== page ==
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Walmart: Microsoft's Digital Transformation Test Case

Microsoft's collaborative deal with Walmart is shaping up to be a digital transformation laboratory.

The companies announced a five-year agreement in July that included enterprisewide use by Walmart of Microsoft Azure cloud services and Microsoft 365, the end user package that includes Office 365, Windows 10 and Enterprise Mobility + Security (EMS) functionality.

As one of the first steps in the agreement, the companies on Monday unveiled that they would be jointly staffing a "cloud factory," basically an expansion of Walmart's existing technology center in Austin, Texas (pictured), early next year. In all there will be 30 technologists in the office, which will include an undisclosed number of Microsoft engineers mixed in with the Walmart technology specialists.

The cloud factory's assignment includes a lot of the types of projects Microsoft has been routinely encouraging customers to undertake. In the lift-and-shift category, they'll be migrating thousands of internal Walmart business applications to Azure. The team will also be building new, cloud-native applications.

Beyond modernizing applications by putting them in Azure, the collaboration will include work on emerging technologies. For one thing, Walmart already has Internet of Things (IoT) sensors in a lot of locations.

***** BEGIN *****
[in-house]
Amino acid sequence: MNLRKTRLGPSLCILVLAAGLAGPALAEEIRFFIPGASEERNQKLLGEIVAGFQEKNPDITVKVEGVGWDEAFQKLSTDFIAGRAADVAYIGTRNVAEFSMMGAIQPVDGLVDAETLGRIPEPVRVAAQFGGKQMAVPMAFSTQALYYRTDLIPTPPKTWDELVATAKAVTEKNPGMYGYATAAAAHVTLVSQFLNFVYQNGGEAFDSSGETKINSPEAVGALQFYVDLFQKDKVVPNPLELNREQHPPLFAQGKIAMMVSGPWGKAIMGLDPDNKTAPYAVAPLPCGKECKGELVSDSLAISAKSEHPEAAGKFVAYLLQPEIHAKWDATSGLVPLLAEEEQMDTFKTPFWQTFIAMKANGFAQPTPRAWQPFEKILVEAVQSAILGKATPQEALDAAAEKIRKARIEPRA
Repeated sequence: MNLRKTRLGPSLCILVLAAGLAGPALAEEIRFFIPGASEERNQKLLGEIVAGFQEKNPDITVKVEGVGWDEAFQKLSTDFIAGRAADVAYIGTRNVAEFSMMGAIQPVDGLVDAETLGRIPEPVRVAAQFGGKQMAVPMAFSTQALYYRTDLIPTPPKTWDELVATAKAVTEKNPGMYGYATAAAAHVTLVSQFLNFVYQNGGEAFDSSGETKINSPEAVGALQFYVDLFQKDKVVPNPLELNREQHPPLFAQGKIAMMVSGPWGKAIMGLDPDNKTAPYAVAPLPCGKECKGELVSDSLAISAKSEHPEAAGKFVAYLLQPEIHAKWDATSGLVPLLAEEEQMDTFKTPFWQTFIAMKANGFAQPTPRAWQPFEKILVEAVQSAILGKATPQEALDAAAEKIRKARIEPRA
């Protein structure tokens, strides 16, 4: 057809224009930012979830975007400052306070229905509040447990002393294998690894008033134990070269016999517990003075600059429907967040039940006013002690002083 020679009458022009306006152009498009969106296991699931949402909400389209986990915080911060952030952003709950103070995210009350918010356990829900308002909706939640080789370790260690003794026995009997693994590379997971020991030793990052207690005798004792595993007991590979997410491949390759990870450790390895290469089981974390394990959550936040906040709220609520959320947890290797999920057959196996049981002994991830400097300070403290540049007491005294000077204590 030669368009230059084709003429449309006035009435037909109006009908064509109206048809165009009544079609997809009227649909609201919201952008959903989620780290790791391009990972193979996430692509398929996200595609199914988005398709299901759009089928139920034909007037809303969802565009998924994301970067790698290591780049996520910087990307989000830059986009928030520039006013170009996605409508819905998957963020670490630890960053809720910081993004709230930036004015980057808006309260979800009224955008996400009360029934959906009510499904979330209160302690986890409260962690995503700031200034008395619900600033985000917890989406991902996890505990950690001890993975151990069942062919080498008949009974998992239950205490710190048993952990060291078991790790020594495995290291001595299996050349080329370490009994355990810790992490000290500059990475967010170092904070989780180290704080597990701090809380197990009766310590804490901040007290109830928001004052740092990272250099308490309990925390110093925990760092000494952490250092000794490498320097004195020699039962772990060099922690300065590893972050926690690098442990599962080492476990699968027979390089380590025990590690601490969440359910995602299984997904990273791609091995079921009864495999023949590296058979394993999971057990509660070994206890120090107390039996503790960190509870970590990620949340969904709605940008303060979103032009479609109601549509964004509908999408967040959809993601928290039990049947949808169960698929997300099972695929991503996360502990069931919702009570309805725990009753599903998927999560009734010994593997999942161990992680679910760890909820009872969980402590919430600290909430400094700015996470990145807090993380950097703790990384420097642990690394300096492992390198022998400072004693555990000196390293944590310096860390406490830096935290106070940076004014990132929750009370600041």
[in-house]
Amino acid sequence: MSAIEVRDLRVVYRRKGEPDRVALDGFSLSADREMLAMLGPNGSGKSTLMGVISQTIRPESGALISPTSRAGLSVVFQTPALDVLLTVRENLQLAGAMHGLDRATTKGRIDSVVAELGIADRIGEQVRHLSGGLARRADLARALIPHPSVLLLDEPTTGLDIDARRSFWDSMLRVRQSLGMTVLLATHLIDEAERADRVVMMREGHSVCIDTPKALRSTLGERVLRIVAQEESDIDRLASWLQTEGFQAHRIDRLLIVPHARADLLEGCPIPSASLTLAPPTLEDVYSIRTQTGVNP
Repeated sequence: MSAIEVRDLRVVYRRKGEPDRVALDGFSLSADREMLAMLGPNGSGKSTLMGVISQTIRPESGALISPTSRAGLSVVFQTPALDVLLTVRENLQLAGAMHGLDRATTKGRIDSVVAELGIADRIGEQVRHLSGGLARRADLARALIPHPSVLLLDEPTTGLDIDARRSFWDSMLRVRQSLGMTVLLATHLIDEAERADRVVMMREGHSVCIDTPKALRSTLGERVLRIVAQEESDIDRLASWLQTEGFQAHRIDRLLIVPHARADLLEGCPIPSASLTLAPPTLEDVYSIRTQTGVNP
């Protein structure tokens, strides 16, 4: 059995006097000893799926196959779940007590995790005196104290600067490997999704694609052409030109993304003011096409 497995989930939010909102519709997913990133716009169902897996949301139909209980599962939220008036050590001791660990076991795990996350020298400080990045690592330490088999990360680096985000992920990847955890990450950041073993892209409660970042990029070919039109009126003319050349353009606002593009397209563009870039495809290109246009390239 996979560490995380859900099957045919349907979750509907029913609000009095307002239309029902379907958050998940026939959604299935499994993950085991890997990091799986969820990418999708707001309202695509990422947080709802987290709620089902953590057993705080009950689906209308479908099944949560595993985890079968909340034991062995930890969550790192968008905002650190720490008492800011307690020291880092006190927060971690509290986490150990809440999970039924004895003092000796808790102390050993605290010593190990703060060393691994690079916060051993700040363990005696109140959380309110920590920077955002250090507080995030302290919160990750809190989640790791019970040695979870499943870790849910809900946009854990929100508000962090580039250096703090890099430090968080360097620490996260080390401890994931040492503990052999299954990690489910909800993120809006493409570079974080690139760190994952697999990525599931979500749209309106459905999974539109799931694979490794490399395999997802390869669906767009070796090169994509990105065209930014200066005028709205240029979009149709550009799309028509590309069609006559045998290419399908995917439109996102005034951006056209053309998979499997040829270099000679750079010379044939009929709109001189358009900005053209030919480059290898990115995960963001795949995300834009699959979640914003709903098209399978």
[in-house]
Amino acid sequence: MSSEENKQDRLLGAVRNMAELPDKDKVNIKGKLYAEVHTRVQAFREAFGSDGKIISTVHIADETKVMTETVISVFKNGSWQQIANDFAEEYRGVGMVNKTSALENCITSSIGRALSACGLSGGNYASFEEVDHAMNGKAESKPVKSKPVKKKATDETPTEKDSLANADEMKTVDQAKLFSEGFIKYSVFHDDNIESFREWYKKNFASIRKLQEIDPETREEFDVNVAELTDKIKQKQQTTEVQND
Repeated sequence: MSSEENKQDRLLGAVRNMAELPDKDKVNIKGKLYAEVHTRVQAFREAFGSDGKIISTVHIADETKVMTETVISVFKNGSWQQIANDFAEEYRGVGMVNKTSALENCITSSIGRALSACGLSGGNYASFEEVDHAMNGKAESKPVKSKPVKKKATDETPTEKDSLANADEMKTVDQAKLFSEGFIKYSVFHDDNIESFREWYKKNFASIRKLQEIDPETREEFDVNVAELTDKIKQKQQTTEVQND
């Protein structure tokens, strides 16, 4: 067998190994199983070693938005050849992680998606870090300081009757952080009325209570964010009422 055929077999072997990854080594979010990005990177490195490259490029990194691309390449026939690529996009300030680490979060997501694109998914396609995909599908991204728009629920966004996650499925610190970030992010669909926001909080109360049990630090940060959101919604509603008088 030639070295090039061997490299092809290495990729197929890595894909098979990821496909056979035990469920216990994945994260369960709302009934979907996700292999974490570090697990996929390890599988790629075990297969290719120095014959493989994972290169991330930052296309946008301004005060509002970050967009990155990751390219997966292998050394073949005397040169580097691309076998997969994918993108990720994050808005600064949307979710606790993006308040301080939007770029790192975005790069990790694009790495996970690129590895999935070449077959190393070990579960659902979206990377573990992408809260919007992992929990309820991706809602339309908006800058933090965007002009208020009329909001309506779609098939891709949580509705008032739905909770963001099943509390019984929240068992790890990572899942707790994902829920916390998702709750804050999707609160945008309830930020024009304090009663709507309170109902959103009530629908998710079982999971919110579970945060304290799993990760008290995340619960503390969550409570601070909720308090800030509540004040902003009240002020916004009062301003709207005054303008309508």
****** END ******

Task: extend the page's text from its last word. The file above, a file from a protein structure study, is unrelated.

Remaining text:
Clay Johnson, Walmart executive vice president and enterprise chief information officer, said in a Q&A on Microsoft's site that they'll work with Microsoft to get data from existing and future sensors into Azure, where they can analyze it in new and different ways.

"With our IoT work and sensor enablement, we're looking at our energy consumption and other factors to predict equipment failures before they happen. Improving equipment performance can result in enhanced energy efficiency, which lowers costs and our carbon footprint," Johnson said. "Putting IoT data into edge analytics lets us look at data at a store level and backhaul it to Azure to look at it across a region or the whole U.S. We started talking to Microsoft about this concept of a set of stores being a 'micro-cloud,' and you roll them into Azure for data analytics and insights."

Artificial intelligence (AI), chatbots and natural language processing -- three more hot areas of digital transformation -- will also get tested at a massive scale in the Walmart environment, spearheaded by the Austin-based joint team.

Projects will include internal chatbots designed to help Walmart's 2.2 million employees navigate benefits, chatbots for managing supplier interactions and natural language processing of terabytes of unstructured text to improve business operations.

"Microsoft's going to get to see stuff at a scale they've never seen before," Johnson said of the Walmart environment. The retailer had $500 billion in revenues in fiscal 2018 and operates 11,200 stores worldwide. "I think they'll learn a lot from our footprint. Co-locating top engineers from both companies will deepen the technical brainpower for creating disruptive, large-scale enterprise solutions for Walmart."

Posted by Scott Bekker on 11/05/2018 at 12:52 PM


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